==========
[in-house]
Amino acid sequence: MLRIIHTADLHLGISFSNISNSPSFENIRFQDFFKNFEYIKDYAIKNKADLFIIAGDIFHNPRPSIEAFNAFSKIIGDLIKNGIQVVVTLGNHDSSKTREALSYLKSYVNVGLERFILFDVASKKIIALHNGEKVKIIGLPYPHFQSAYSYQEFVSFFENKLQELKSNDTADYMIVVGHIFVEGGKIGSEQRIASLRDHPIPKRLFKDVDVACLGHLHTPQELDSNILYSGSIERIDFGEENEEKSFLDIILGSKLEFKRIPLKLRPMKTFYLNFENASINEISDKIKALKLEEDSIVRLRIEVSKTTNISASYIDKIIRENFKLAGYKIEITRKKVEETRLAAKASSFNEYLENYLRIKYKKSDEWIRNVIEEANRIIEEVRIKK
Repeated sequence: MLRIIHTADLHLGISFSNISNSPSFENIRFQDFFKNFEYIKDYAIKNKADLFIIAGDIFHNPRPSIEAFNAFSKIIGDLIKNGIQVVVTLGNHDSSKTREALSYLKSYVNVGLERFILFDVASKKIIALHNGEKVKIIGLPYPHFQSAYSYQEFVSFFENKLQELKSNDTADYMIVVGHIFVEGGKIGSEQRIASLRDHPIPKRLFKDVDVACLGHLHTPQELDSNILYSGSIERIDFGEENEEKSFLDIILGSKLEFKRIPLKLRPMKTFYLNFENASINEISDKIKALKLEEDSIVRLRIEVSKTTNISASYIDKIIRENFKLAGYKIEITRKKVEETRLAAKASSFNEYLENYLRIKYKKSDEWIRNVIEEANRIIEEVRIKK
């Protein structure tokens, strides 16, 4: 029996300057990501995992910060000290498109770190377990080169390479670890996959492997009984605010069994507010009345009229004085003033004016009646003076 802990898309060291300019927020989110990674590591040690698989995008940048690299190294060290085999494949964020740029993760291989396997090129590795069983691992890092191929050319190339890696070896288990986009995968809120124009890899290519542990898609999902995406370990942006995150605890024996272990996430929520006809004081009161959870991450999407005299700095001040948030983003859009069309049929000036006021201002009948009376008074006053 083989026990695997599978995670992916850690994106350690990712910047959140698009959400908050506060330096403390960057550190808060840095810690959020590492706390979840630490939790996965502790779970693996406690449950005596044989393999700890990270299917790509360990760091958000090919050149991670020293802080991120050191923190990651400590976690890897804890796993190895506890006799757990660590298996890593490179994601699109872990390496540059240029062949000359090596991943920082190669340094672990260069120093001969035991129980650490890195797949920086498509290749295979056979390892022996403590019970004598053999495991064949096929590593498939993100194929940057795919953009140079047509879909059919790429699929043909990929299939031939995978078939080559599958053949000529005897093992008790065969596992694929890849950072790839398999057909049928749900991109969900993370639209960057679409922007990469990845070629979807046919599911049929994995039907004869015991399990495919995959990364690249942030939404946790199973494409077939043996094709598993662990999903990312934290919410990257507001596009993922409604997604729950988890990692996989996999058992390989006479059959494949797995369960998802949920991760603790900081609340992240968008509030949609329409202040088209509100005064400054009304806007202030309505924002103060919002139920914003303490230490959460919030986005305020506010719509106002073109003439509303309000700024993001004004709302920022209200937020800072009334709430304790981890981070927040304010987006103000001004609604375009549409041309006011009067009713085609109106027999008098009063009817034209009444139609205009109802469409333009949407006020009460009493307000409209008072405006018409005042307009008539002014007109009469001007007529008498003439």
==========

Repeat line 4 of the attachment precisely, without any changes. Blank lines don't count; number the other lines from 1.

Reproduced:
């Protein structure tokens, strides 16, 4: 029996300057990501995992910060000290498109770190377990080169390479670890996959492997009984605010069994507010009345009229004085003033004016009646003076 802990898309060291300019927020989110990674590591040690698989995008940048690299190294060290085999494949964020740029993760291989396997090129590795069983691992890092191929050319190339890696070896288990986009995968809120124009890899290519542990898609999902995406370990942006995150605890024996272990996430929520006809004081009161959870991450999407005299700095001040948030983003859009069309049929000036006021201002009948009376008074006053 083989026990695997599978995670992916850690994106350690990712910047959140698009959400908050506060330096403390960057550190808060840095810690959020590492706390979840630490939790996965502790779970693996406690449950005596044989393999700890990270299917790509360990760091958000090919050149991670020293802080991120050191923190990651400590976690890897804890796993190895506890006799757990660590298996890593490179994601699109872990390496540059240029062949000359090596991943920082190669340094672990260069120093001969035991129980650490890195797949920086498509290749295979056979390892022996403590019970004598053999495991064949096929590593498939993100194929940057795919953009140079047509879909059919790429699929043909990929299939031939995978078939080559599958053949000529005897093992008790065969596992694929890849950072790839398999057909049928749900991109969900993370639209960057679409922007990469990845070629979807046919599911049929994995039907004869015991399990495919995959990364690249942030939404946790199973494409077939043996094709598993662990999903990312934290919410990257507001596009993922409604997604729950988890990692996989996999058992390989006479059959494949797995369960998802949920991760603790900081609340992240968008509030949609329409202040088209509100005064400054009304806007202030309505924002103060919002139920914003303490230490959460919030986005305020506010719509106002073109003439509303309000700024993001004004709302920022209200937020800072009334709430304790981890981070927040304010987006103000001004609604375009549409041309006011009067009713085609109106027999008098009063009817034209009444139609205009109802469409333009949407006020009460009493307000409209008072405006018409005042307009008539002014007109009469001007007529008498003439």